I didn’t know anyone who lived in New Orleans when Hurricane Katrina hit, but just before she and the flood that followed laid waste to large portions of the city, I'd purchased an issue of the now defunct Cottage Living Magazine. I read about a couple that had refurbished their adorable, little shotgun-style cottage in the Ninth Ward, bringing it back from its crack house days. Having just done a major renovation on my Denver bungalow (bringing it back from its own crack house days), I felt a kinship with that couple. When Katrina and then Rita hit, I went to the magazine’s online forum to inquire about the couple and their house. The house had survived Katrina with minimal damage, but with Rita, they weren’t so lucky.
I wondered about that couple and whether they would (once again) rebuild their adorable little house. It’s hard to imagine how it all must have felt, especially knowing how much effort they put into their first rebuilding. Unfortunately it’s an effort many across this country are making and will continue to make as we face natural disasters like tornadoes, floods and hurricanes, which, more and more, seem to be occurring at record-setting, historic levels.
Kevin Rosario, in his Wall St. Journal article, traces the impacts of major disasters on hubs of civilizations throughout history and illustrates how communities often improve tremendously in periods of re-growth following major disasters. Large-scale disasters often produce fairly significant benefits in terms of infrastructure improvements and economic growth.
Unfortunately, post-disaster development can also have disastrous effects on the environment and the poor who are often forced out of their homes and neighborhoods in the name of progress and rebuilding. According to Rosario, “The social and environmental costs of development have been rendered invisible by dominant articulations of American progress.”
And, the disaster-as-gold rush paradigm is shifting. The country is no longer quite as willing as it once was to rush into rebuilding disaster-impaired communities. As Rosario points out:
In an age of energy crises, terrorist attacks, global warming and global financial instability, progress no longer seems quite so inevitable. Disasters increasingly present themselves as manifestations of a catastrophic world rather than as instruments of improvement.
Unfortunately, we've stacked the deck against ourselves. There are now more people and more structures in natural disaster prone areas than ever before. And because we show no signs of reversing carbon emissions in any meaningful way, we should expect crazy weather patterns to be the norm rather than the exception, suggesting that we should be prepared for a future filled with post-disaster rebuilding.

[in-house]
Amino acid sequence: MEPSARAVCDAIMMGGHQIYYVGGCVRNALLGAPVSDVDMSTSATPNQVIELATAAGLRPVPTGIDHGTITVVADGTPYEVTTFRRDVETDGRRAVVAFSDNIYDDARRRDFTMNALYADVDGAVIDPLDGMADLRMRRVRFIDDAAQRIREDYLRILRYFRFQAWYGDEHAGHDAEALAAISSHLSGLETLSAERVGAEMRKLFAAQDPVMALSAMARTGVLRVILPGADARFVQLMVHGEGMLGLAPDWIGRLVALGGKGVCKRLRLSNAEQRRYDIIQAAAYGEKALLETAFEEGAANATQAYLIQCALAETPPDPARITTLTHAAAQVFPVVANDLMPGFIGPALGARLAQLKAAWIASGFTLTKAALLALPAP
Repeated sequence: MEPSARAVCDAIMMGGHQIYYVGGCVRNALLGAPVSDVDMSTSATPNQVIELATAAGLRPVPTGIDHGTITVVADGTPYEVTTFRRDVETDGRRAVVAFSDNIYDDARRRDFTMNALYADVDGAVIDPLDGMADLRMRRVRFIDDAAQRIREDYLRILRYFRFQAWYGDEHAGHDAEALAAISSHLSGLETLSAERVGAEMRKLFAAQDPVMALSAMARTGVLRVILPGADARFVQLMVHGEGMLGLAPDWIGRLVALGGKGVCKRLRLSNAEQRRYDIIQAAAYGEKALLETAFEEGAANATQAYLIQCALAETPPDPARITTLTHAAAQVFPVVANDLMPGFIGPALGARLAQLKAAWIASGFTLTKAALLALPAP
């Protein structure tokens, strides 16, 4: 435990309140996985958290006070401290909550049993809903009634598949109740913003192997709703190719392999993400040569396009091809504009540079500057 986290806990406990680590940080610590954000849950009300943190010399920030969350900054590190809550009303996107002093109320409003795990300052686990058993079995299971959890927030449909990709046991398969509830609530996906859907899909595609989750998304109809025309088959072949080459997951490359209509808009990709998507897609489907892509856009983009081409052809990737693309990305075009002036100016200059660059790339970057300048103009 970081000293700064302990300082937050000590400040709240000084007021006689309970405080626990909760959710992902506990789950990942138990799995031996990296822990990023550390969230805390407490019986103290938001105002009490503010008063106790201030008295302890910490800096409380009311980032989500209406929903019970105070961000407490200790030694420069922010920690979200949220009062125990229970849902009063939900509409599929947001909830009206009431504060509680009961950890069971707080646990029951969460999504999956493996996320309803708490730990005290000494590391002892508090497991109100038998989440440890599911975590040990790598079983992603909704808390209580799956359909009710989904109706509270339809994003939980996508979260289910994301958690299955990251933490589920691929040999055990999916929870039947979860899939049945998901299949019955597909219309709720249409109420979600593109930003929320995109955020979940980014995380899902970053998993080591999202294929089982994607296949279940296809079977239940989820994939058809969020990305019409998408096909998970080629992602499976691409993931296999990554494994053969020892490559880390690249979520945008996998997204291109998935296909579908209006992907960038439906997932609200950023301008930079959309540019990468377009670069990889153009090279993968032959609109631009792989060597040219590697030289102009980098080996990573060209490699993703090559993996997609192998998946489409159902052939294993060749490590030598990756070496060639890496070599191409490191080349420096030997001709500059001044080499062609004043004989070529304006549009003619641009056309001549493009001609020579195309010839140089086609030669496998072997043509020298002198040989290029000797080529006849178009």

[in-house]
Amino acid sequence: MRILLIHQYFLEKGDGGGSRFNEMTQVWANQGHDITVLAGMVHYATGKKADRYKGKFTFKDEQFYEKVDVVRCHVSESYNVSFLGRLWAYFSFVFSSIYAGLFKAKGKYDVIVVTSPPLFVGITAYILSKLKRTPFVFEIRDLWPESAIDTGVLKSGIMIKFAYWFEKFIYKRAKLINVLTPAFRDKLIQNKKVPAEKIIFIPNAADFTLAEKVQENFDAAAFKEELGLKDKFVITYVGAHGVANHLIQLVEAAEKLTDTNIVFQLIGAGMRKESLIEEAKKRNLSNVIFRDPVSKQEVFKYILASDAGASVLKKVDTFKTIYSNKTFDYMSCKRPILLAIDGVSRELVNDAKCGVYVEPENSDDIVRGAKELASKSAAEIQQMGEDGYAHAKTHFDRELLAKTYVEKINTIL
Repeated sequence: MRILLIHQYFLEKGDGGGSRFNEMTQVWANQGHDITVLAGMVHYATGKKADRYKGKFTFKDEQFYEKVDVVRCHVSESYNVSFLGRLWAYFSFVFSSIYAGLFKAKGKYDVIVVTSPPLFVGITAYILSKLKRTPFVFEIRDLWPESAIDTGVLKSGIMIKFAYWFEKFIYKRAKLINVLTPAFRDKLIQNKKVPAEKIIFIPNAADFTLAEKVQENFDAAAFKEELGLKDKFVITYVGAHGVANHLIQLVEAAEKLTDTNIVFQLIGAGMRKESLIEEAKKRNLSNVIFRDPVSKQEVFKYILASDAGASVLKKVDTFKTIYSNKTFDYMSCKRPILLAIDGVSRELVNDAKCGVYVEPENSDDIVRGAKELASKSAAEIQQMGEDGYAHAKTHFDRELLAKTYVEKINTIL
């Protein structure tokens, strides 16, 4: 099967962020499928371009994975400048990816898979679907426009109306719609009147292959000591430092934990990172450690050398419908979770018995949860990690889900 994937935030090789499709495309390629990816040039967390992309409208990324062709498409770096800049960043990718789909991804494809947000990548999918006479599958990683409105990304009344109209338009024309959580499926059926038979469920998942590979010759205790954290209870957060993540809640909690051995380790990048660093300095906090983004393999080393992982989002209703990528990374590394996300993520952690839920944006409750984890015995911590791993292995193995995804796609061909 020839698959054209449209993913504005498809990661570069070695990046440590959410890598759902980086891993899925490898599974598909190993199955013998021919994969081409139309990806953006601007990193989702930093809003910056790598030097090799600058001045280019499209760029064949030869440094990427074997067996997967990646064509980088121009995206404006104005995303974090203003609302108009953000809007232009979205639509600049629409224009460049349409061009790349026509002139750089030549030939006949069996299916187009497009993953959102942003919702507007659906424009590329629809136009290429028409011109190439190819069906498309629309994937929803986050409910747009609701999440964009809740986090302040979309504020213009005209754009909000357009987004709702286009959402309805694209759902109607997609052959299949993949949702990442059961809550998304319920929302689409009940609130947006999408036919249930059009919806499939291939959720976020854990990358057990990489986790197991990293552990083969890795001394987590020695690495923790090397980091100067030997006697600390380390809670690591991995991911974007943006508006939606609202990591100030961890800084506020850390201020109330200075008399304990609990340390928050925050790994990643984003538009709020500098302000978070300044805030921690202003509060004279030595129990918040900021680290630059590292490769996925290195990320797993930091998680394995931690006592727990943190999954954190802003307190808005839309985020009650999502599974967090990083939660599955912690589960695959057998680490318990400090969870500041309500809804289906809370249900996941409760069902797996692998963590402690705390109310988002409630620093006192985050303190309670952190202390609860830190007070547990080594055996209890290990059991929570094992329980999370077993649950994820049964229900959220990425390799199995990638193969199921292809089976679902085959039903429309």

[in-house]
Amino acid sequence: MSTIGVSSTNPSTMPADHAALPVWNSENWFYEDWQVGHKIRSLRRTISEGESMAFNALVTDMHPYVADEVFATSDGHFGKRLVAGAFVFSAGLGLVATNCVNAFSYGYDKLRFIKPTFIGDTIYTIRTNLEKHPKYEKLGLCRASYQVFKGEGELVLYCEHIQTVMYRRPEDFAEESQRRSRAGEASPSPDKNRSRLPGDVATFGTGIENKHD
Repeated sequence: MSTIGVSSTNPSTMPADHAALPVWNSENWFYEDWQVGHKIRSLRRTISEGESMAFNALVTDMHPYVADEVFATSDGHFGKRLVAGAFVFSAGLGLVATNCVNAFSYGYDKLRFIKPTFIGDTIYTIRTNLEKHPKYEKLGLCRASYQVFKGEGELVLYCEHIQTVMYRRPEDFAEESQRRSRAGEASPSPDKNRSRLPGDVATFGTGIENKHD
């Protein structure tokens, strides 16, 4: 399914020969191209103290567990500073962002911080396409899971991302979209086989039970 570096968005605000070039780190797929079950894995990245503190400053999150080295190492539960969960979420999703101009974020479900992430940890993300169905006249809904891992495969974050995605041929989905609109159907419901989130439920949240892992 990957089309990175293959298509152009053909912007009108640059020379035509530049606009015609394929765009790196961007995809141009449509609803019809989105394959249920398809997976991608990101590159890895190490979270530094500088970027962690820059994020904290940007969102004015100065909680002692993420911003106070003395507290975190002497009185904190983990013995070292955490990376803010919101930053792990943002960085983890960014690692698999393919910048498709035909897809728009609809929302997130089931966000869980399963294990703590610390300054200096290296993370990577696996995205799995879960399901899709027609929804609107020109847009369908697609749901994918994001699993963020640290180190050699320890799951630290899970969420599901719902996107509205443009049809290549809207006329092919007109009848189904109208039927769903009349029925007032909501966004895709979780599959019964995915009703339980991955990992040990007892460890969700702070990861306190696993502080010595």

Let’s face facts - there aren’t many areas of the country that are not subject to some sort of natural disaster, whether they be floods, hurricanes, tornadoes, earthquakes or even droughts. Damage could be minimized by moving communities out of places like floodplains and coastlines, or not building there to begin with. But of course, we have already built hundreds, maybe thousands, of communities in such areas and in the United States, we expend major resources to engineer our way out of trouble.
The U.S. Army Corps of Engineers excels at this. Nature has become the new enemy. During this year’s efforts to mitigate flooding, they even referred to the campaign as the “2011 Flood Fight.” It certainly would behoove us to become much less combative and figure out how to start working with nature.
What, then, is the opportunity that lies before us if we are to face a tumultuous future? The answer is sustainable development. With our population in the United States racing towards 400 million by 2050, we have an opportunity to build (and rebuild) sustainable communities.
Greensburg, Kansas is an excellent example of this. After the entire town was wiped out by an F5 tornado in 2007, town residents made the bold decision to “rebuild Greensburg as a living example of sustainability and responsibility,” thereby creating the world’s first eco-town. All public buildings were to be constructed to LEED Platinum standards (the highest level rating). To spur growth, the town turned itself into an incubator for new sustainable businesses.
The town’s rebuilding hasn’t been without issues. Contractors unfamiliar with environmental requirements have caused delays and residents have faced frustration over the slow rate of progress. Also, while you can move away from a flood plain, towns like Greensburg lie in tornado alley--which covers a wide swath of the country--so the town lives with the constant threat of being wiped out by another tornado. In a year filled with heavy tornado activity, it’s easy to imagine that the possibility must be on every resident’s mind.
Apparently, though, the people of Greensburg have been able to look past these issues and have chosen sustainability as a driving force for their redevelopment. As communities like Tuscaloosa and Joplin and those affected by flooding in the Mississippi River basin begin their own redevelopment, let’s hope they too choose sustainability. Let’s hope that residents of those communities understand that redevelopment is no longer strictly a business opportunity but also a social and environmental commitment. Let’s hope they understand that the sustainable option can also become a profitable option.
One thing America can be confident in is its ability to face and overcome challenges – to rebuild. Although natural disasters come at great costs, let’s take the opportunities that they provide us and redefine our exceptionalism. Let’s build a sustainable future that can withstand uncertainties.